For women who receive radiotherapy after undergoing hysterectomy for high-risk cervical cancer, image-guided intensity-modulated radiotherapy (IG-IMRT) is superior to three-dimensional conformal radiotherapy (3D-CRT) at reducing late gastrointestinal (GI) toxicity and is similarly efficacious, according to new findings.
“IG-IMRT should represent the new standard of care for postoperative pelvic radiation therapy in women with gynecological cancers,” said study lead author Supriya Chopra, MD, of the Tata Memorial Center in Mumbai, India.
She noted that the study, known as PARCER, is the first in gynecologic cancer to show the impact of advanced technology in reducing long-term morbidity and thus improving the experience of survivors.
At 4 years, rates of late GI toxicity of grade 2 or higher in the IG-IMRT and 3D-CRT arms were 19.2% and 36.2%, respectively (P = .005). Rates of toxicity of grade 3 or higher were 2.0% and 8.7%, respectively (P < .01).
Chopra presented the results at the American Society for Radiation Oncology (ASTRO) 2020 Annual Meeting, which was held online.
Postoperative radiotherapy is indicated for women with cervical and endometrial cancers who have high-risk features, but long-term follow-up has shown an increase in GI symptom burden and toxicity in long-term survivors after adjuvant radiotherapy.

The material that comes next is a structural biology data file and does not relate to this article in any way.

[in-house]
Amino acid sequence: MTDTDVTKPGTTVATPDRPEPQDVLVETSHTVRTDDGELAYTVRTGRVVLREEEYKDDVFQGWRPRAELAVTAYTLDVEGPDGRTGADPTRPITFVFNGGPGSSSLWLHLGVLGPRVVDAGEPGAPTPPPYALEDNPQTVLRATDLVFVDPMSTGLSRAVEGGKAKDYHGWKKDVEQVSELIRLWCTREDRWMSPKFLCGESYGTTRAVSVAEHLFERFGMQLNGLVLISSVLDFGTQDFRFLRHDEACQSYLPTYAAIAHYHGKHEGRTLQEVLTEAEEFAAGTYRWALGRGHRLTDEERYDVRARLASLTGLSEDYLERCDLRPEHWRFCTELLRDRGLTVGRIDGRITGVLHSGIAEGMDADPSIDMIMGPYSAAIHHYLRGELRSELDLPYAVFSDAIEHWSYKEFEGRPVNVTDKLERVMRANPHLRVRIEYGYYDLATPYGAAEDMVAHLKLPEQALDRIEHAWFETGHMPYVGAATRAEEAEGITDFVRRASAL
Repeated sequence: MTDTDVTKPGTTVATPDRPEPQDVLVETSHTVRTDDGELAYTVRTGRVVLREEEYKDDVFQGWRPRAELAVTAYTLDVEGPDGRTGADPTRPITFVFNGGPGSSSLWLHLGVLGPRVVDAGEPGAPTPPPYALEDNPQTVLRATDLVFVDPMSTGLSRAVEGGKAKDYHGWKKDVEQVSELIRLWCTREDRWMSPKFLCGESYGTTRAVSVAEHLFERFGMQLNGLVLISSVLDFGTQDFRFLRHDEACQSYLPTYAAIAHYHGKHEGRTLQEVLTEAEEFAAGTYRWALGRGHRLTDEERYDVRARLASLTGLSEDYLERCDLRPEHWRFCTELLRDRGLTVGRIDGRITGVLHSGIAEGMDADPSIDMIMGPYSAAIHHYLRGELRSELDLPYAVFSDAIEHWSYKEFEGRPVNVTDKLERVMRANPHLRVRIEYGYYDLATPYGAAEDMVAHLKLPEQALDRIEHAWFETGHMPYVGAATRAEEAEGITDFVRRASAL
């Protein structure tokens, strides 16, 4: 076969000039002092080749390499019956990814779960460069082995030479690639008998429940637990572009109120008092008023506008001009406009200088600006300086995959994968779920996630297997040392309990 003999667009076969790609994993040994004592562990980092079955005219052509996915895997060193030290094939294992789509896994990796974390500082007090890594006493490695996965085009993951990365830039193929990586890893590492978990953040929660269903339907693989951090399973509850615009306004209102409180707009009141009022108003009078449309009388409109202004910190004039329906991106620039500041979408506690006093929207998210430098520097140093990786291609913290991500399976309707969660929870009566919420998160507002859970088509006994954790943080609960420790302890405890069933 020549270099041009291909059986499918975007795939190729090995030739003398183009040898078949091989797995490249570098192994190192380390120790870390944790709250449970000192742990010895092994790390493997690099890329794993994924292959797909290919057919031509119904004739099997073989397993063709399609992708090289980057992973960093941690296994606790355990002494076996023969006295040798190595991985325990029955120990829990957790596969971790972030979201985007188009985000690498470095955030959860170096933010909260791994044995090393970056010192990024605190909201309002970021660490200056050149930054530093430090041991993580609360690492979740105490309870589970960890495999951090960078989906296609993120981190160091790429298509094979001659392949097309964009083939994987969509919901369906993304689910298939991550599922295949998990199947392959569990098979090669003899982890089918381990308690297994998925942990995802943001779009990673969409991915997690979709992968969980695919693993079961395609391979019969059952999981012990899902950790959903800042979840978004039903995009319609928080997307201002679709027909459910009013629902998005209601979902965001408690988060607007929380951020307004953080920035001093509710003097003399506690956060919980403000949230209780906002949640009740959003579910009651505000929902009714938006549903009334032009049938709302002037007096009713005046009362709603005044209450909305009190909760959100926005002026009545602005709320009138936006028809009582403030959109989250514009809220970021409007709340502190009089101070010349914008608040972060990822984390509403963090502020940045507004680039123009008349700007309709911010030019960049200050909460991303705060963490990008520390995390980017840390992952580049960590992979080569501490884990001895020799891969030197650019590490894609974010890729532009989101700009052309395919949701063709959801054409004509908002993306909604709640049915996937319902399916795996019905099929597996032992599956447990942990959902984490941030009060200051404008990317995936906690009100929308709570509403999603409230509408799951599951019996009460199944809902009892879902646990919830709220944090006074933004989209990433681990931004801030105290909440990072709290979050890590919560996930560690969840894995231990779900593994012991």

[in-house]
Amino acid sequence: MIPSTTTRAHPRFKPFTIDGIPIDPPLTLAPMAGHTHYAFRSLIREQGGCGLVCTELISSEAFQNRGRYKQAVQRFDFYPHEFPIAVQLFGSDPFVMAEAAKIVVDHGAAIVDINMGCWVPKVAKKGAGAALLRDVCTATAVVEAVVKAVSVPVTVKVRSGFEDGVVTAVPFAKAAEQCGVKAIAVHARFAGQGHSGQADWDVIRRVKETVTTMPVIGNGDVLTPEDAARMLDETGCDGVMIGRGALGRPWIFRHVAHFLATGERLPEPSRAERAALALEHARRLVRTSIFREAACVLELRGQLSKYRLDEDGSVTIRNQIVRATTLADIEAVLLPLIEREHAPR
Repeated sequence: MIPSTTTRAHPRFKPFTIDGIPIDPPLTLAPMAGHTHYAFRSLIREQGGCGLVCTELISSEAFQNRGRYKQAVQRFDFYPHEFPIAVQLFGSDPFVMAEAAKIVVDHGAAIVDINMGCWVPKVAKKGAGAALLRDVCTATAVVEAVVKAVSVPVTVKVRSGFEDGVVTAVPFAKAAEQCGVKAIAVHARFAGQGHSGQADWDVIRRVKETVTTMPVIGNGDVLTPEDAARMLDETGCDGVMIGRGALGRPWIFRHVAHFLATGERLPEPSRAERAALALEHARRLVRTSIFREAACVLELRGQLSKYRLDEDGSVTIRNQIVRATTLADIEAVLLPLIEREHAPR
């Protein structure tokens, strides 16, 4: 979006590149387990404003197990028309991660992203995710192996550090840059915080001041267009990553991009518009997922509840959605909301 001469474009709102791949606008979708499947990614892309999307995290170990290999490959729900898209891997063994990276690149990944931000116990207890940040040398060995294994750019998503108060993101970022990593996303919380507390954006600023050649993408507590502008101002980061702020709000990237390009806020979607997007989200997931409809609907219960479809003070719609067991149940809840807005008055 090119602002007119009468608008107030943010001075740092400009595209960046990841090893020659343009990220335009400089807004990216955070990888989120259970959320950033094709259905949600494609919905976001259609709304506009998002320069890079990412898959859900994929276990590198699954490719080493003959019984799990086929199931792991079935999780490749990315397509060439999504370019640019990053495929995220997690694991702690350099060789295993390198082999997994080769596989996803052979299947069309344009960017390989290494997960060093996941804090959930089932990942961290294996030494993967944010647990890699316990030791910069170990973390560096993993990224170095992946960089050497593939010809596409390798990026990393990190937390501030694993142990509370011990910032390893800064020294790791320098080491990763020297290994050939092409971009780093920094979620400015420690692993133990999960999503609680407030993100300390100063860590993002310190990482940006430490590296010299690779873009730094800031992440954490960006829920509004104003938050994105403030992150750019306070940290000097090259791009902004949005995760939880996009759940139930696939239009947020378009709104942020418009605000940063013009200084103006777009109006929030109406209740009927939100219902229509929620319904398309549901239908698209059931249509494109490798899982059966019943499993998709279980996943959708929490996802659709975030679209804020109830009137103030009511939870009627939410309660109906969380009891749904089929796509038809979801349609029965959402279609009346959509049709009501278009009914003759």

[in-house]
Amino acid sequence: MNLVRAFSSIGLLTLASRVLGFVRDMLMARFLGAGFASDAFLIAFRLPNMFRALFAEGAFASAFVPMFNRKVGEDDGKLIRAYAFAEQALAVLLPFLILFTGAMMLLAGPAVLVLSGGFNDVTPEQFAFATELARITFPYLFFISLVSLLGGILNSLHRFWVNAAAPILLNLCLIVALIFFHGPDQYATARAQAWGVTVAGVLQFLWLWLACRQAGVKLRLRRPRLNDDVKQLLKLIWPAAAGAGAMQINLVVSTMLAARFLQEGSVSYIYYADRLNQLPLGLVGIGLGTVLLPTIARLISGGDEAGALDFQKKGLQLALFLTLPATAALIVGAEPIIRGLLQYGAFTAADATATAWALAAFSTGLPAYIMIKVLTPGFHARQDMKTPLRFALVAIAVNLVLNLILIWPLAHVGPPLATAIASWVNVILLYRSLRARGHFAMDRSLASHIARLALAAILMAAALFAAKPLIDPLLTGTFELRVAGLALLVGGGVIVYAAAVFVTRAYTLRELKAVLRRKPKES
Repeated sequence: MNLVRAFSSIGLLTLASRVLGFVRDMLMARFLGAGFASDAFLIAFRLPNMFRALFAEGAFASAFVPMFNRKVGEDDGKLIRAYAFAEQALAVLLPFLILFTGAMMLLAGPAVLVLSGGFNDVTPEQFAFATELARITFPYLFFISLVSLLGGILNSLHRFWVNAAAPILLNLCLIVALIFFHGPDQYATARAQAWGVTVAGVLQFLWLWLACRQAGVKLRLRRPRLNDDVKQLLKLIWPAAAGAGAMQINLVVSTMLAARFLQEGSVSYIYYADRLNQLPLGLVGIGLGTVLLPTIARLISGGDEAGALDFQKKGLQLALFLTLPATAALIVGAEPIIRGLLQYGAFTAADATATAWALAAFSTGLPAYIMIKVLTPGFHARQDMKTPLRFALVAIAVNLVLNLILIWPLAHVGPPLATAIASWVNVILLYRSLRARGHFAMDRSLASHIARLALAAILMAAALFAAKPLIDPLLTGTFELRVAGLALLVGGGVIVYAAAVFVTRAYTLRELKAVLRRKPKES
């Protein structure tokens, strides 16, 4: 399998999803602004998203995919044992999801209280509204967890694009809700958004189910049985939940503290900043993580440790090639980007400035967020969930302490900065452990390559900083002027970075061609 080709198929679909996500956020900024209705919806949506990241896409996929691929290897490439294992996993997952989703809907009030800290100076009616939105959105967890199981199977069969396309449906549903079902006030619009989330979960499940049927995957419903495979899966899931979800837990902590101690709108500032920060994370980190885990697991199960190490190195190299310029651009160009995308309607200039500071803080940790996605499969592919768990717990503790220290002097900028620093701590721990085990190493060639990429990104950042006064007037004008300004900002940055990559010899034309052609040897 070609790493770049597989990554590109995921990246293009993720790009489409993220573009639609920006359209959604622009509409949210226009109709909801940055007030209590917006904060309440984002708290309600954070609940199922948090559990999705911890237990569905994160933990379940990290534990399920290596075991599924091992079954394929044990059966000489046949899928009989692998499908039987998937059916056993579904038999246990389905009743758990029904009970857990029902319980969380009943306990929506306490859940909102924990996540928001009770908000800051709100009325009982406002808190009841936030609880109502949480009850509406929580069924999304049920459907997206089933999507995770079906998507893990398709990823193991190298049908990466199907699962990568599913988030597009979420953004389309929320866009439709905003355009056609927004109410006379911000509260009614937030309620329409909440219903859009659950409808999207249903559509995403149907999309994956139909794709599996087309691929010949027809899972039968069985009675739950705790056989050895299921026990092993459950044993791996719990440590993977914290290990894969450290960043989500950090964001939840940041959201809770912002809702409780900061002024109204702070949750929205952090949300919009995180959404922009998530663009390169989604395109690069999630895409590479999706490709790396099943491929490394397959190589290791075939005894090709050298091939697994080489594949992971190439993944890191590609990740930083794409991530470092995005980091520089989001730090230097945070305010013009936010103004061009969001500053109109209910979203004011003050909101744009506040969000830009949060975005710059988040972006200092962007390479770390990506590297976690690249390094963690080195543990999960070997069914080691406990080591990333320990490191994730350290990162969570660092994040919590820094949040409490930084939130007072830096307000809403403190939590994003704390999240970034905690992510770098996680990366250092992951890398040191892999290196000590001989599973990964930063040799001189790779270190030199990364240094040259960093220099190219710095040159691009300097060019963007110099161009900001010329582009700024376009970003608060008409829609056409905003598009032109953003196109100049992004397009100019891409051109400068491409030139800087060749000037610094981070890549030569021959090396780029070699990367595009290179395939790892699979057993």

“The uptake of IMRT has been relatively slow in gynecological cancers,” said Chopra. She explained that previous data suggested a benefit with the use of IMRT, but long-term postoperative effects were unclear.
The new data amount to a “practice-change use” of IMRT for this indication, said Sue Yom, MD, PhD, of the University of California, San Francisco, who was not involved with the study. “I see this as having potentially important future impacts on clinical practice.”
I see this as having potentially important future impacts on clinical practice.
Yom explained that although there have been studies in the United States on the use of postoperative IMRT for pelvic cancer, “this is the first phase 3 study that has shown definite long-term advantages with the use of IMRT, and I would consider it confirmatory.”
In 2015, the preliminary results of PARCER were presented at the plenary session at ASTRO. The results showed that patients treated with IG-IMRT had fewer late GI toxicities at a median follow-up of 20 months. However, the difference between groups was not statistically significant in this earlier analysis.
Now at 49 Months’ Follow-Up
The study was conducted in three clinical sites of Tata Memorial Center and included a total of 300 patients with cervical cancer. The patients had undergone type III hysterectomy and had intermediate- or high-risk features, or they had undergone type I/II hysterectomy necessitating adjuvant chemoradiotherapy. They were randomly assigned to IG-IMRT (n = 151) or 3D-CRT (n = 149). Most patients (117 in the IG-IMRT arm and 114 in the 3D-CRT arm) received concurrent chemotherapy.
The primary endpoint was late GI toxicity of grade 2 or higher. Follow-up included clinical and quality-of-life evaluations, which were conducted every 3 months for 2 years and then every 6 months for years 2 to